The world needs heroes. So here I am, walking through the toy department of our local Kmart.
No time to play. Today I’m on a mission, to buy a gift for a kid’s birthday party. The fifth this month.
Normally my wife would take the lead on a mission of this importance. But when I raised this with her, she quickly rattled off a long list of alternative jobs I could tackle. She has an excellent memory for these things.
Buying for a six-year-old, whose name I only just learned, is no easy task. So I brought along my own six-year-old for support.
Browsing the well-stocked shelves, the options were immense. Figurines. Board games. Laser tag. A set of fake, slime-filled pimples—a fun introduction, I thought, to the world of puberty.
Then something at the end of the aisle caught my eye. One of those rotating globes I used to love as a child. But this was no relic from the past, it was a hi-tech version for today’s young globetrotter.
Three different rotating speeds. Music from around the world. The latest holiday travel deals. This thing did everything. I turned to my advisor for reassurance.
“What do you think? Isn’t this great? Look, it spins around just like the real Earth.”
Granted, it wasn’t my finest pitch. As she rolled her eyes (a skill she clearly learned from her mother), I saw a glimpse of the teenager I will one day disappoint. I hope she likes fake pimples for her next birthday.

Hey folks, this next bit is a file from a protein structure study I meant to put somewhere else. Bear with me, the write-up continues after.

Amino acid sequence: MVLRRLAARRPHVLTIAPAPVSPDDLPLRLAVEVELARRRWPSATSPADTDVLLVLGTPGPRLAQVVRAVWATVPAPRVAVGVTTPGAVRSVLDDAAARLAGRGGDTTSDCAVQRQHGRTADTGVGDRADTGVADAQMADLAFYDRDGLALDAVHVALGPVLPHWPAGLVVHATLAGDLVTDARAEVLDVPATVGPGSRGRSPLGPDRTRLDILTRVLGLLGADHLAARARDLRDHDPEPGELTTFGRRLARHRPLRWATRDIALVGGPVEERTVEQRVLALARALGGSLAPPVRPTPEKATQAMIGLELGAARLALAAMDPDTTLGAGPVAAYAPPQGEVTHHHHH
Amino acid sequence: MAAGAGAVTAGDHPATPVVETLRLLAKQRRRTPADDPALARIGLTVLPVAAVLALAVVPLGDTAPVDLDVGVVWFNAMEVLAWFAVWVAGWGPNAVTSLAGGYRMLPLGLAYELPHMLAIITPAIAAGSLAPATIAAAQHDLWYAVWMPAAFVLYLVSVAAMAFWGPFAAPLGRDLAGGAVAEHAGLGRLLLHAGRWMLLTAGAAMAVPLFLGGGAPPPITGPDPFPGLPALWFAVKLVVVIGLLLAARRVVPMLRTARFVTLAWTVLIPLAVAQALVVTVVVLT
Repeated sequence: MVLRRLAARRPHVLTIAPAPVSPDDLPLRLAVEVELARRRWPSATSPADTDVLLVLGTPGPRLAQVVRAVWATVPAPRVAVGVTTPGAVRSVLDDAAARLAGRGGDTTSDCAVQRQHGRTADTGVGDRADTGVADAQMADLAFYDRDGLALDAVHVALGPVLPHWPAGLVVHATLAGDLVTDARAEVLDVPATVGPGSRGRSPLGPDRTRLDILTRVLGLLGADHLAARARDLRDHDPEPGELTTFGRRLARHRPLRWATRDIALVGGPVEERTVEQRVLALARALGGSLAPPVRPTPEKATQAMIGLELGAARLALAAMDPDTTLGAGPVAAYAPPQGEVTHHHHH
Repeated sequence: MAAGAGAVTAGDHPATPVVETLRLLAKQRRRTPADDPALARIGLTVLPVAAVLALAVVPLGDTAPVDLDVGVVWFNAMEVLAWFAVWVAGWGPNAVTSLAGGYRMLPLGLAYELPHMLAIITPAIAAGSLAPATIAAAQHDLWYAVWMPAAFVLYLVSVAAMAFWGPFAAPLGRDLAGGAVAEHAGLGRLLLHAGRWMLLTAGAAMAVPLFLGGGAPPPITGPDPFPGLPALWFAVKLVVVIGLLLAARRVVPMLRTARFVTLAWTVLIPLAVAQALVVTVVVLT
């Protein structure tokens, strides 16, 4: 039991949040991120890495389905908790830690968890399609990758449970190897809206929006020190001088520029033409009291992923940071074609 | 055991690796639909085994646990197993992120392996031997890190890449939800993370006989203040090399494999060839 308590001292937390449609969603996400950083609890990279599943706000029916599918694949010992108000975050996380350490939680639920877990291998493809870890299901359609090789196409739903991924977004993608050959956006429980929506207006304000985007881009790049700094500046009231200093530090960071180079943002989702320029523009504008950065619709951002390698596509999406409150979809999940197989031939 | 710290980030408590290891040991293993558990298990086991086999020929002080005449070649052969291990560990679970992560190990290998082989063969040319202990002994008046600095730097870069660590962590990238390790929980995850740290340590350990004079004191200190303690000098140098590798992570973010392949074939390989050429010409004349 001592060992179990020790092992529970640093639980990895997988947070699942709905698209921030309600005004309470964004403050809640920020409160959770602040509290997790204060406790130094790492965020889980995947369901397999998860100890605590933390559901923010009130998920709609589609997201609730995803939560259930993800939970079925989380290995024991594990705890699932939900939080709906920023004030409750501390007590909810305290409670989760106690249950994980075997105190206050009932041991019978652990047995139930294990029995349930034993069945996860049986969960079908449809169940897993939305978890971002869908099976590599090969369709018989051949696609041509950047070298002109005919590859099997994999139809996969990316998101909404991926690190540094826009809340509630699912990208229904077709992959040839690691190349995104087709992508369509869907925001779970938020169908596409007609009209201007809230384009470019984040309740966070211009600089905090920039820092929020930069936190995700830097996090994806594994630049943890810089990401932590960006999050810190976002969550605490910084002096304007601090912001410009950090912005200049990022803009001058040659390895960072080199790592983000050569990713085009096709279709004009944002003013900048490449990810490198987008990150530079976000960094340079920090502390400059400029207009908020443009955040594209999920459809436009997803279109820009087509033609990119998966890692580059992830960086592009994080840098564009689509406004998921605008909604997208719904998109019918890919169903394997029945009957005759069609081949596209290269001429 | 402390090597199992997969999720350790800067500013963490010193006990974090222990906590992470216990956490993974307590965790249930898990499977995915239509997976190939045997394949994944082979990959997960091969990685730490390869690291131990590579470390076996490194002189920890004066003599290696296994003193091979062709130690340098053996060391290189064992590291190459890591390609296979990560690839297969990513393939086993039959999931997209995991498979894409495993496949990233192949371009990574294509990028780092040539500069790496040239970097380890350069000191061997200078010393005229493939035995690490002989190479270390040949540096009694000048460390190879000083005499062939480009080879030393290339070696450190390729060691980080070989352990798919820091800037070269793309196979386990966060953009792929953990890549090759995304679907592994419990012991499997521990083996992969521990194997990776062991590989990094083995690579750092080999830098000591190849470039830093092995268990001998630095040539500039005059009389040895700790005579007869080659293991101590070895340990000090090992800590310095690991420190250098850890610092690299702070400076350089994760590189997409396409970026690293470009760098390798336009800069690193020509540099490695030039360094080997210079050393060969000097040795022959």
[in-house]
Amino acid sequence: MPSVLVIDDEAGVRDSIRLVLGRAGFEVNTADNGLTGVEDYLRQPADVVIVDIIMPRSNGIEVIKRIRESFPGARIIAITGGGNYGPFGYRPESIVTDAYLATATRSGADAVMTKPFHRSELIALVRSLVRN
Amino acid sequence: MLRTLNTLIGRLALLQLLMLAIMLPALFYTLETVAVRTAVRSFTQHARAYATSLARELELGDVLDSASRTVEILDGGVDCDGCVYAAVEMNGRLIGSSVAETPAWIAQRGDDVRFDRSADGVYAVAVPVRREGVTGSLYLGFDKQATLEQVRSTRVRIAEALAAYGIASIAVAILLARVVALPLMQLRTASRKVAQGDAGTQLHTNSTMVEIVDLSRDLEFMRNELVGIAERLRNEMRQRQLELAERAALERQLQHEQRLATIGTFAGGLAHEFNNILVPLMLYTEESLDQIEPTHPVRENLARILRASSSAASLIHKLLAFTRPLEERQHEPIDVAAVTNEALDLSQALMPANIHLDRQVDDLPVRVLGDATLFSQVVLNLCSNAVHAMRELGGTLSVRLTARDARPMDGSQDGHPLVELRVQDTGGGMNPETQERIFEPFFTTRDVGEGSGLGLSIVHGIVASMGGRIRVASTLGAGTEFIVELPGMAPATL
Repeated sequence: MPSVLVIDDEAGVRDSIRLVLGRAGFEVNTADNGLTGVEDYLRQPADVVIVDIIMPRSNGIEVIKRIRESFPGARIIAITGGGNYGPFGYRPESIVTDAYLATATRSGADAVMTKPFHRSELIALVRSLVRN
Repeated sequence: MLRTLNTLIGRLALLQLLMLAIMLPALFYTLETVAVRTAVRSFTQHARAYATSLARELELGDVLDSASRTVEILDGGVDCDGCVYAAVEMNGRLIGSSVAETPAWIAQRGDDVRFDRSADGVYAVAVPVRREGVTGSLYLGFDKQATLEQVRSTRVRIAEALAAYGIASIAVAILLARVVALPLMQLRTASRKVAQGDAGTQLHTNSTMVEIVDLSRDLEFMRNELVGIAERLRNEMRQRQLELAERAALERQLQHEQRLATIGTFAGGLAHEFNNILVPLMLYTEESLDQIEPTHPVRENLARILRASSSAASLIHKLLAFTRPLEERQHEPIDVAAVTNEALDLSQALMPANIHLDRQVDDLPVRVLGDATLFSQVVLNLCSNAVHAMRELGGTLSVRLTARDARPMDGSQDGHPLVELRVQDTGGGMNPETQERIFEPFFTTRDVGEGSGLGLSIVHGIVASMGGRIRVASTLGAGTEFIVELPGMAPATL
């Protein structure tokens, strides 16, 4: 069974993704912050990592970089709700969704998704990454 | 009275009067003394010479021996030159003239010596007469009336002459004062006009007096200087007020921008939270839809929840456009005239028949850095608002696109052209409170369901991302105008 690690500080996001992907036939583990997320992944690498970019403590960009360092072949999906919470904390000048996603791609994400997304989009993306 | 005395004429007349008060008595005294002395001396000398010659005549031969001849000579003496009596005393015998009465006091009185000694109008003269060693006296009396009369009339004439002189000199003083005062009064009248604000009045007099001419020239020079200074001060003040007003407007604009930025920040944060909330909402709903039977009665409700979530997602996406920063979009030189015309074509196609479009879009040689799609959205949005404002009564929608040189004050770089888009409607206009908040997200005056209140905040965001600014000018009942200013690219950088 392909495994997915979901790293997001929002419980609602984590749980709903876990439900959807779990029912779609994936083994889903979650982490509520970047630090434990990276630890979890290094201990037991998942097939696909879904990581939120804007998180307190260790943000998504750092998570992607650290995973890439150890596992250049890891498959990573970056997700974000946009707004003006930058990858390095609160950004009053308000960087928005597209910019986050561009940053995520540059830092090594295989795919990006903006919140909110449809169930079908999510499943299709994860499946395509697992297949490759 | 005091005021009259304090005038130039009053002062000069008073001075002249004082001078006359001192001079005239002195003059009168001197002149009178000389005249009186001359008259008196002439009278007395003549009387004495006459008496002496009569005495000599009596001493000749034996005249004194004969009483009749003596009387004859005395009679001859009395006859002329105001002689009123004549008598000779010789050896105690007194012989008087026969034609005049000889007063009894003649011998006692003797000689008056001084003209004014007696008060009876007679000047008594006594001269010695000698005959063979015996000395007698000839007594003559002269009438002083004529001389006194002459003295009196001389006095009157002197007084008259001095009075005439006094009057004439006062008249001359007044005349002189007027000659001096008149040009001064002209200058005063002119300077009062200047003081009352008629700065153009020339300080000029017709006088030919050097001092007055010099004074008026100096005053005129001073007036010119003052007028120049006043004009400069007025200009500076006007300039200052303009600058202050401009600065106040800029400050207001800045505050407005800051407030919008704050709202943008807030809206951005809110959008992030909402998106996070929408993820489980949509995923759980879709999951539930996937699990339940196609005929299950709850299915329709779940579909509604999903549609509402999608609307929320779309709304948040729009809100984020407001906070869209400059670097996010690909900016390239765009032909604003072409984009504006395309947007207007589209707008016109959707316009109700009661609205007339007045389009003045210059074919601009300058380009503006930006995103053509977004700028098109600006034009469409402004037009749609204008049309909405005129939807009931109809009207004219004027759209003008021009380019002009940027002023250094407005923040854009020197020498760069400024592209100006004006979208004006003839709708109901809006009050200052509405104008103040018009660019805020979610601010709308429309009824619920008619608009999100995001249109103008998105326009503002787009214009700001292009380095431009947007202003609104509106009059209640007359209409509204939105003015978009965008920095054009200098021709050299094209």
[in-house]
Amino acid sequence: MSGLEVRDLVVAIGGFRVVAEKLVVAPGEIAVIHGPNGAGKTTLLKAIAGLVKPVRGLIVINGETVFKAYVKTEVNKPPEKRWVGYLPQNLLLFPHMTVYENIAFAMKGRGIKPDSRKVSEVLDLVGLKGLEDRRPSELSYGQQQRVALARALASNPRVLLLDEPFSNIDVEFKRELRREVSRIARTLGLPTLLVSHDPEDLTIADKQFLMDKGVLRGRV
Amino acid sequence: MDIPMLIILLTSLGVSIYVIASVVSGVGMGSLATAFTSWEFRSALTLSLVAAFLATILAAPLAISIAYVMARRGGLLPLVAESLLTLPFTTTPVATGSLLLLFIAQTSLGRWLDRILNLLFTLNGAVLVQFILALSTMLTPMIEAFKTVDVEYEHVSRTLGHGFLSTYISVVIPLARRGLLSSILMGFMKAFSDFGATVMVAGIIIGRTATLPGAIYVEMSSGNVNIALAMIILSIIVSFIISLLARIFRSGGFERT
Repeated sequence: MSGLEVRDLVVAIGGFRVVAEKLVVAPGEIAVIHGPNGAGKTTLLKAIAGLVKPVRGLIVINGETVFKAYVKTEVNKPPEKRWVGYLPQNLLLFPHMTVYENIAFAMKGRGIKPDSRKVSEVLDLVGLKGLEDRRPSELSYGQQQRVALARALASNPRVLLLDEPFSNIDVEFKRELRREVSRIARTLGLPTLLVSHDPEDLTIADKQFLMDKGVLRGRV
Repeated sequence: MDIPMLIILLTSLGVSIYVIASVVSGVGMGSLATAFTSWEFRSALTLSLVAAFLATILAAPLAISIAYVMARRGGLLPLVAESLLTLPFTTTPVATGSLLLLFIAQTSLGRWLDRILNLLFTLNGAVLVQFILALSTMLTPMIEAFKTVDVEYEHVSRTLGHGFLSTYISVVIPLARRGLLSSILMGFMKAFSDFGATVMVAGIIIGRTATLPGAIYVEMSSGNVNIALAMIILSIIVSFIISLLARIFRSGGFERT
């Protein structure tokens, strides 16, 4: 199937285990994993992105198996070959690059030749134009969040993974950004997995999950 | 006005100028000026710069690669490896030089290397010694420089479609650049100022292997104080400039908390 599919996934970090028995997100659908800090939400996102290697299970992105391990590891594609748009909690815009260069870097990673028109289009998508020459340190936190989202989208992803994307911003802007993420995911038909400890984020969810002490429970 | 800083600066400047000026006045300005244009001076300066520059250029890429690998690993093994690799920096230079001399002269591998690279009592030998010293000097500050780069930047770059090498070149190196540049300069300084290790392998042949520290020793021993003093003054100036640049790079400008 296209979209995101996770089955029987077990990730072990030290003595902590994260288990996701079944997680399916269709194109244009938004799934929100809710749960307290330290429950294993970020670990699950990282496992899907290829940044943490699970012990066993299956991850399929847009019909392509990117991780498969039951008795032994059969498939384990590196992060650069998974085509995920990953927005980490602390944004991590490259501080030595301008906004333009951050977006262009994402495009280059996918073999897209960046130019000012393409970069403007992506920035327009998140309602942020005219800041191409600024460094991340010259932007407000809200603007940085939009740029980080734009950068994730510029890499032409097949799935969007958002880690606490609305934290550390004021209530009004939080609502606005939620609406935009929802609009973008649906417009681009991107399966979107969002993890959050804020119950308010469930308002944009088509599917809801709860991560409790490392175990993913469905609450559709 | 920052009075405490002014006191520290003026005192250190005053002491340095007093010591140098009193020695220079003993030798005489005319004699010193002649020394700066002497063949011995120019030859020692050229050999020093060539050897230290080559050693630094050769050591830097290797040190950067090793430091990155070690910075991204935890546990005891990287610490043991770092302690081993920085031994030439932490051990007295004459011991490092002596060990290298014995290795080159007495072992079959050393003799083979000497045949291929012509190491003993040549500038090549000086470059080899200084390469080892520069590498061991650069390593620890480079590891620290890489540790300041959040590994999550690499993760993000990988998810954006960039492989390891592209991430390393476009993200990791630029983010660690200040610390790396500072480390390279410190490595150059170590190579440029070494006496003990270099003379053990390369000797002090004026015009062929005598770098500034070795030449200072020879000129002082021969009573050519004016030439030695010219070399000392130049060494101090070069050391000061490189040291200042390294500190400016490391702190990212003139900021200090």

As I inspect the product preparing for my follow-up presentation, I notice something truly incredible. The price tag. So cheap! Decision made.
Such a large and impressive gift, with educational value as well. I would leave the party a hero. A generous, thoughtful hero. And it was the last one as well.
But then the voices started.
How can they make this for so little money? Surely someone is getting exploited. Probably in an overcrowded factory somewhere, with a supervisor yelling “Work faster or you’ll never see the real world again!”
Was this thing even safe for a child? How many corners were cut in its production? Toxic plastic? Shoddy electronics?
Then I thought about how many CO2-emitting kilometres it probably travelled to get here. The packaging read ‘Components made in China, Denmark, Mexico and the Czech Republic’. Such a global collaboration seemed somehow appropriate.
And what happens in a few months when the kid breaks it, probably riding it like a cowboy. It’ll no doubt end up in landfill along with the mountain of batteries it will consume.
And what about the kid, whatshisname. No doubt he already has far more toys than he needs. Between birthdays, Christmas, time-poor parents, and wealthy grandparents, it’s an endless conveyor belt of new toys and gadgets.
I want my kids to truly appreciate what they have (a lot) and not always be looking for the next fix. I seriously worry that we’re just training them to become mindless consumers.
Maybe I should take a stand and not bring a gift at all. That would be something.
I can hear the other parents now, “What a cheapskate. I heard he celebrates Festivus.”
When suddenly I was interrupted by a tug of my shirt.
“Daddy, what’s wrong? Are you okay?”
I snap out of it, giving my daughter a reassuring pat on the head.
I take the globe off the shelf, defeated. Who am I to challenge society?
But misjudging its size, I clip the side of the trolley and my possession hits the concrete floor with an unnerving jolt. The situation worsens when I see an Arctic-sized chunk break off the top.
Fleeing the scene with haste, there’s one thought that keeps going around in my mind.
The world is far more fragile than I realised.